• In some examples, as shown regarding device 200, computer-readable media 204 may store instructions executable by the processing unit(s) 202, which may represent a CPU incorporated in device 200. Computer-readable media 204 may also store instructions executable by an external CPU-type processor 210, executable by a GPU 212, and/or executable by an accelerator 214, such as an FPGA type accelerator 214(1), a DSP type accelerator 214(2), or any internal or external accelerator 214(N).
  • Executable instructions stored on computer-readable media 202 may include, for example, an operating system 216, a SDE module 218, and other modules, programs, or applications that may be loadable and executable by processing units(s) 202, and/or 210. For example, SDE module 218 may comprise computer-readable code that, when executed by processing unit(s) 202, generate and operate an SDE. In some cases, however, an SDE module need not be present in device 200.
  • Alternatively, or in addition, the functionally described herein may be performed by one or more hardware logic components such as accelerators 214. For example, and without limitation, illustrative types of hardware logic components that may be used include Field-programmable Gate Arrays (FPGAs), Application-specific Integrated Circuits (ASICs), Application-specific Standard Products (ASSPs), quantum devices, such as quantum computers or quantum annealers, System-on-a-chip systems (SOCs), Complex Programmable Logic Devices (CPLDs), etc. For example, accelerator 214(N) may represent a hybrid device, such as one that includes a CPU core embedded in an FPGA fabric.
  • In the illustrated example, computer-readable media 204 also includes a data store 220. In some examples, data store 220 includes data storage such as a database, data warehouse, or other type of structured or unstructured data storage. In some examples, data store 220 includes a relational database with one or more tables, indices, stored procedures, and so forth to enable data access. Data store 220 may store data for the operations of processes, applications, components, and/or modules stored in computer-readable media 204 and/or executed by processor(s) 202 and/or 210, and/or accelerator(s) 214. For example, data store 220 may store version data, iteration data, clock data, private data, one or more (math) functions or operators used for evaluating private data of external entities (e.g., sellers of the private data), and various state data stored and accessible by SDE module 218. Alternately, some or all of the above-referenced data may be stored on separate memories 222 such as a memory 222(1) on board CPU type processor 210 (e.g., microprocessor(s)), memory 222(2) on board GPU 212, memory 222(3) on board FPGA type accelerator 214(1), memory 222(4) on board DSP type accelerator 214(2), and/or memory 222(M) on board another accelerator 214(N).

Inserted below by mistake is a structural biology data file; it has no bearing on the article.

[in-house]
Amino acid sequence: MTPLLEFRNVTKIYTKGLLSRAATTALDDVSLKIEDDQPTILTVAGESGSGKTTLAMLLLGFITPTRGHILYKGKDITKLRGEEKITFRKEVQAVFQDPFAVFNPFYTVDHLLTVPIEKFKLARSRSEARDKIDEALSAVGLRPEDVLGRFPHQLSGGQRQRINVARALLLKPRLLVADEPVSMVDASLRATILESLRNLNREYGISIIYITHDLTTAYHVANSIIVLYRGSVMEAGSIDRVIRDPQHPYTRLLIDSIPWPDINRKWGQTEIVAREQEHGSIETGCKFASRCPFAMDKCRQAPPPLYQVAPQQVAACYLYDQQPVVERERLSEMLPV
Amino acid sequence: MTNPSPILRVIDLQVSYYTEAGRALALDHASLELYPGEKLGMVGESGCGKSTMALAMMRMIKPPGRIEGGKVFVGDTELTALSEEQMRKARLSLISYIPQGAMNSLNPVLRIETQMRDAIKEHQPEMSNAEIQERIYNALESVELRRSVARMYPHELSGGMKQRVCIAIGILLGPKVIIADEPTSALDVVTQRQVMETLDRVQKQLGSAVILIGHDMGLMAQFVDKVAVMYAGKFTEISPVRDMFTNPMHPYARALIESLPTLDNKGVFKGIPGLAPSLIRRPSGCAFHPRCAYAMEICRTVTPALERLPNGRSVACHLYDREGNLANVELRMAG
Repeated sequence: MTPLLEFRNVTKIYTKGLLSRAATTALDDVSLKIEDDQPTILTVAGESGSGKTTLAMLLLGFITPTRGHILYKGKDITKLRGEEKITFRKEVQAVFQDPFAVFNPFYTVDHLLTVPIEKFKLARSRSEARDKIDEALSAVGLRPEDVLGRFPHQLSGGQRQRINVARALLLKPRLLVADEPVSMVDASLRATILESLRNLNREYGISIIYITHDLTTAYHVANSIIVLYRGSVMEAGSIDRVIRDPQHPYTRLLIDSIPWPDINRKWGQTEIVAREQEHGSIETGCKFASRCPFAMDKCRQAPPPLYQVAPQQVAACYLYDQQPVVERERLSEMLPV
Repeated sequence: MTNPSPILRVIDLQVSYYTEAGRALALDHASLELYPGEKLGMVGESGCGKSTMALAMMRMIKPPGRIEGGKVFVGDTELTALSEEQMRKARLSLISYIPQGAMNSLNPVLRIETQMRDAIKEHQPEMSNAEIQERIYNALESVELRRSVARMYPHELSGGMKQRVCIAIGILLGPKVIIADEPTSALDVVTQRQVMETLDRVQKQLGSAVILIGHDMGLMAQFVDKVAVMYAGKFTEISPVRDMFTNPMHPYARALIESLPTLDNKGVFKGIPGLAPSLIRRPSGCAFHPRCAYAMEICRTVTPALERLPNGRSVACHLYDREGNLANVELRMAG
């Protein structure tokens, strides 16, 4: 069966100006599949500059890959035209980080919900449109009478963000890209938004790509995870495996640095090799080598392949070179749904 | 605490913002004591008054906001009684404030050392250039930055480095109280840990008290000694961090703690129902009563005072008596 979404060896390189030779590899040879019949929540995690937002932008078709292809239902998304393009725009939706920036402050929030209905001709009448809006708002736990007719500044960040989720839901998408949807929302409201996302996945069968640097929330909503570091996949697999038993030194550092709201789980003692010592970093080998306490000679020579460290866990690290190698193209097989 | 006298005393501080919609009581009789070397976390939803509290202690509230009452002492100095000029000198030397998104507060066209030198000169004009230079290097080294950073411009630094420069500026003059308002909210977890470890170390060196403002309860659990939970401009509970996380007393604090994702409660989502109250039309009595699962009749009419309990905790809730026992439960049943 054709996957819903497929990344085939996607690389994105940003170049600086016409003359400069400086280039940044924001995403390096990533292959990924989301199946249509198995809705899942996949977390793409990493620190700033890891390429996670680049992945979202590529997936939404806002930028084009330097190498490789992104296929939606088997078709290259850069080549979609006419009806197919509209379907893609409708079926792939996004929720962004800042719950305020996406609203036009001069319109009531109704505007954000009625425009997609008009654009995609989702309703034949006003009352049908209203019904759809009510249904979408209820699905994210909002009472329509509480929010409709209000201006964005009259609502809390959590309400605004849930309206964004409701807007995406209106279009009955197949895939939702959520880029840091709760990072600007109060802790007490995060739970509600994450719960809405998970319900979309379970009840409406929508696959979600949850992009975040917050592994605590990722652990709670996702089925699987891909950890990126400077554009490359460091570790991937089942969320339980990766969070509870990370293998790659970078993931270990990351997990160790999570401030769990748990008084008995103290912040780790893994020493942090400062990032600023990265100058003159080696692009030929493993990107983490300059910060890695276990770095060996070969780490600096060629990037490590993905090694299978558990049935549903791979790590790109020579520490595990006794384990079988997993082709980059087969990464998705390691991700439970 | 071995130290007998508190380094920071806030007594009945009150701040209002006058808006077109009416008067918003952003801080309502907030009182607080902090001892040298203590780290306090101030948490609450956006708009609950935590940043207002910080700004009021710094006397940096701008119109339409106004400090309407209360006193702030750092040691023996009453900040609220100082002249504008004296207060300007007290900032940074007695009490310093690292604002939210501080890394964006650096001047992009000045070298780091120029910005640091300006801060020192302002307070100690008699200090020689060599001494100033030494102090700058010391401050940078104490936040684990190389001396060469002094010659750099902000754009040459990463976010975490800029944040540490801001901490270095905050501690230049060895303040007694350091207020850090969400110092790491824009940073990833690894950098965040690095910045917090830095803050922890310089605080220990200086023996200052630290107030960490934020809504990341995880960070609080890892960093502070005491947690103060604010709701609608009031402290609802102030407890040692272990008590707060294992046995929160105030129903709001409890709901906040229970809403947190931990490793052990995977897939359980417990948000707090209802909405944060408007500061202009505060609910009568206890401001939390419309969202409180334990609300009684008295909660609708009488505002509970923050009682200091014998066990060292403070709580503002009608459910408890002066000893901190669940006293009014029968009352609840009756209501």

• Device 200 may further include one or more input/output (I/O) interface(s) 224, such as I/O interface(s) 114 or 126, to allow device 200 to communicate with input/output devices such as user input devices including peripheral input devices (e.g., a keyboard, a mouse, a pen, a game controller, a voice input device, a touch input device, a gestural input device, and the like) and/or output devices including peripheral output devices (e.g., a display, a printer, audio speakers, a haptic output, and the like). Device 200 may also include one or more network interface(s) 226, such as network interface(s) 116 or 128, to enable communications between computing device 200 and other networked devices such as other device 120 over network(s) 104 and network storage, such as a cloud network. Such network interface(s) 226 may include one or more network interface controllers (NICs) or other types of transceiver devices to send and receive communications over a network.
  • FIG. 3 is a block diagram of an example environment 300 for a data exchange 302, which may occur in an SDE 304. To name a few examples, such an exchange of data 306 may involve a sale/purchase of the data, evaluation of the data, use of the data for machine learning, and so on. Such an exchange of data 306 may lead to any of a number of results and/or insights 308. For example, criteria 310 applied to the evaluation of data 306 by exchange 302 may lead to a determination of the value (e.g., monetary and/or usefulness) of the data.
  • Exchange 302 may receive data from any of a number of sources or entities, such as data owners that store their data in a cloud or other network memory. Herein data “owners” of data may refer to an entity that controls the data. Such control may include: selecting how, where, and how long to store the data; whether to sell the data; whether to append or change the data, and so on. Such data may be encrypted before being received by exchange 302. Criteria provided to exchange 302 may include a set of rules (e.g., mathematical or logical) to be applied to the data or a portion thereof. For example, criteria may comprise a mathematical function or operator.
  • FIG. 4 is a block diagram of an environment 400 that supports a data exchange and data evaluation, according to some examples. Environment 400 may be an SDE, which may be implemented by computing resources 102 and one or more networks 104 of environment 100, as described above, for example. Though two entities, entity A and entity B, are illustrated, environment 400 may include any number of entities.